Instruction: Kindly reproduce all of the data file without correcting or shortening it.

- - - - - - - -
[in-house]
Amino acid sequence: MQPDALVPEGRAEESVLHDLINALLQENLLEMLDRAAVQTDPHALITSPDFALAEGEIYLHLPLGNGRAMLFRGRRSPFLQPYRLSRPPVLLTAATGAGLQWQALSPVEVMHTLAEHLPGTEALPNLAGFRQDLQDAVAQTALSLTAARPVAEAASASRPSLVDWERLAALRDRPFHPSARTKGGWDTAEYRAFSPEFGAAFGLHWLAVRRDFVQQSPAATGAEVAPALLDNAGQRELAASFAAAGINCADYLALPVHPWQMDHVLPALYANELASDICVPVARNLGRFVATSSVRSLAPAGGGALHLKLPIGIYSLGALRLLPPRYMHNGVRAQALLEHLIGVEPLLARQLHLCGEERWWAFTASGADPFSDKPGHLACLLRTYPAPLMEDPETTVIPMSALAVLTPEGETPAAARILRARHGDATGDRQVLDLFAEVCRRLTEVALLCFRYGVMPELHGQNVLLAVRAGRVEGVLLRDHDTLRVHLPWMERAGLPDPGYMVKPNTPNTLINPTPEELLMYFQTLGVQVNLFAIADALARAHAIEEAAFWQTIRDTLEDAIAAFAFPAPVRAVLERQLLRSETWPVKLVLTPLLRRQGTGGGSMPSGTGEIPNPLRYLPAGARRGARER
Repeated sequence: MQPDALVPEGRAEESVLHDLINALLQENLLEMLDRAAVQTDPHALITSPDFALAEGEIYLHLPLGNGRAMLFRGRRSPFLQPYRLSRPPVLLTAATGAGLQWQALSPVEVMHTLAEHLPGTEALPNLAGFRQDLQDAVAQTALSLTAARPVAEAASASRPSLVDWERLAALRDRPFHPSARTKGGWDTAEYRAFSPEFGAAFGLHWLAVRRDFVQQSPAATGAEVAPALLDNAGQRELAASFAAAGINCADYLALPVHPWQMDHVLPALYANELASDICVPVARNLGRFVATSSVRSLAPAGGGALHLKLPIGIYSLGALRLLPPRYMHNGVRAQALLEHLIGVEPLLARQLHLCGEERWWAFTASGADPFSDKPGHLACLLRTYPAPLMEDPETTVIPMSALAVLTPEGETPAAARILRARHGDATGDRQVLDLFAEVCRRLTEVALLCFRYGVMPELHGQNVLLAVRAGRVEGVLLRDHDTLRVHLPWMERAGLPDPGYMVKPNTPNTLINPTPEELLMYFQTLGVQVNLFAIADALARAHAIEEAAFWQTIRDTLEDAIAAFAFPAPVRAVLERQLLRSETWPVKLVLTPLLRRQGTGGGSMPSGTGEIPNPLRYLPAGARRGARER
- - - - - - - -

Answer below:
[in-house]
Amino acid sequence: MQPDALVPEGRAEESVLHDLINALLQENLLEMLDRAAVQTDPHALITSPDFALAEGEIYLHLPLGNGRAMLFRGRRSPFLQPYRLSRPPVLLTAATGAGLQWQALSPVEVMHTLAEHLPGTEALPNLAGFRQDLQDAVAQTALSLTAARPVAEAASASRPSLVDWERLAALRDRPFHPSARTKGGWDTAEYRAFSPEFGAAFGLHWLAVRRDFVQQSPAATGAEVAPALLDNAGQRELAASFAAAGINCADYLALPVHPWQMDHVLPALYANELASDICVPVARNLGRFVATSSVRSLAPAGGGALHLKLPIGIYSLGALRLLPPRYMHNGVRAQALLEHLIGVEPLLARQLHLCGEERWWAFTASGADPFSDKPGHLACLLRTYPAPLMEDPETTVIPMSALAVLTPEGETPAAARILRARHGDATGDRQVLDLFAEVCRRLTEVALLCFRYGVMPELHGQNVLLAVRAGRVEGVLLRDHDTLRVHLPWMERAGLPDPGYMVKPNTPNTLINPTPEELLMYFQTLGVQVNLFAIADALARAHAIEEAAFWQTIRDTLEDAIAAFAFPAPVRAVLERQLLRSETWPVKLVLTPLLRRQGTGGGSMPSGTGEIPNPLRYLPAGARRGARER
Repeated sequence: MQPDALVPEGRAEESVLHDLINALLQENLLEMLDRAAVQTDPHALITSPDFALAEGEIYLHLPLGNGRAMLFRGRRSPFLQPYRLSRPPVLLTAATGAGLQWQALSPVEVMHTLAEHLPGTEALPNLAGFRQDLQDAVAQTALSLTAARPVAEAASASRPSLVDWERLAALRDRPFHPSARTKGGWDTAEYRAFSPEFGAAFGLHWLAVRRDFVQQSPAATGAEVAPALLDNAGQRELAASFAAAGINCADYLALPVHPWQMDHVLPALYANELASDICVPVARNLGRFVATSSVRSLAPAGGGALHLKLPIGIYSLGALRLLPPRYMHNGVRAQALLEHLIGVEPLLARQLHLCGEERWWAFTASGADPFSDKPGHLACLLRTYPAPLMEDPETTVIPMSALAVLTPEGETPAAARILRARHGDATGDRQVLDLFAEVCRRLTEVALLCFRYGVMPELHGQNVLLAVRAGRVEGVLLRDHDTLRVHLPWMERAGLPDPGYMVKPNTPNTLINPTPEELLMYFQTLGVQVNLFAIADALARAHAIEEAAFWQTIRDTLEDAIAAFAFPAPVRAVLERQLLRSETWPVKLVLTPLLRRQGTGGGSMPSGTGEIPNPLRYLPAGARRGARER